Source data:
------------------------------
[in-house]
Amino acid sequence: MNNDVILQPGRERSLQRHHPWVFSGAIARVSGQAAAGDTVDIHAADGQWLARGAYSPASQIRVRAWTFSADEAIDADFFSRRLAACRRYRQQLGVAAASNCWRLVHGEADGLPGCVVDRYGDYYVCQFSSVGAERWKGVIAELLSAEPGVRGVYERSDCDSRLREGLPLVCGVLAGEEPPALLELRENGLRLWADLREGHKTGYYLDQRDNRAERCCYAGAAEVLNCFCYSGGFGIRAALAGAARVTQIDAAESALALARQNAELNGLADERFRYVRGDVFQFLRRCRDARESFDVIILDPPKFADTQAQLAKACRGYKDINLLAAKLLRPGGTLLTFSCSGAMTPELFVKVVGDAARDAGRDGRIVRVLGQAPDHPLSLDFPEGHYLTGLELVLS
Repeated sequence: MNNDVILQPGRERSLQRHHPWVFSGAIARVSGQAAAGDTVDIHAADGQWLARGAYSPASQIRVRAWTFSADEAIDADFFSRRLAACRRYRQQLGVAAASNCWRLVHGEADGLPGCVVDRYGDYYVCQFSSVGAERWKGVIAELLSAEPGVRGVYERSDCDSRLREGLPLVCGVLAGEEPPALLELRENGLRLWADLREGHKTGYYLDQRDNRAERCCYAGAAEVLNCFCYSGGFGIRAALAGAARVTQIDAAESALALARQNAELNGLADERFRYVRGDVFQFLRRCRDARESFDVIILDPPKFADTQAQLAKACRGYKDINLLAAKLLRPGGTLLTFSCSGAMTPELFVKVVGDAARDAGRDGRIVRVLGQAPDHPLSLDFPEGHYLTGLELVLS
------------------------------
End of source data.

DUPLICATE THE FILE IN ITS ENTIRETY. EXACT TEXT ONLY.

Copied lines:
[in-house]
Amino acid sequence: MNNDVILQPGRERSLQRHHPWVFSGAIARVSGQAAAGDTVDIHAADGQWLARGAYSPASQIRVRAWTFSADEAIDADFFSRRLAACRRYRQQLGVAAASNCWRLVHGEADGLPGCVVDRYGDYYVCQFSSVGAERWKGVIAELLSAEPGVRGVYERSDCDSRLREGLPLVCGVLAGEEPPALLELRENGLRLWADLREGHKTGYYLDQRDNRAERCCYAGAAEVLNCFCYSGGFGIRAALAGAARVTQIDAAESALALARQNAELNGLADERFRYVRGDVFQFLRRCRDARESFDVIILDPPKFADTQAQLAKACRGYKDINLLAAKLLRPGGTLLTFSCSGAMTPELFVKVVGDAARDAGRDGRIVRVLGQAPDHPLSLDFPEGHYLTGLELVLS
Repeated sequence: MNNDVILQPGRERSLQRHHPWVFSGAIARVSGQAAAGDTVDIHAADGQWLARGAYSPASQIRVRAWTFSADEAIDADFFSRRLAACRRYRQQLGVAAASNCWRLVHGEADGLPGCVVDRYGDYYVCQFSSVGAERWKGVIAELLSAEPGVRGVYERSDCDSRLREGLPLVCGVLAGEEPPALLELRENGLRLWADLREGHKTGYYLDQRDNRAERCCYAGAAEVLNCFCYSGGFGIRAALAGAARVTQIDAAESALALARQNAELNGLADERFRYVRGDVFQFLRRCRDARESFDVIILDPPKFADTQAQLAKACRGYKDINLLAAKLLRPGGTLLTFSCSGAMTPELFVKVVGDAARDAGRDGRIVRVLGQAPDHPLSLDFPEGHYLTGLELVLS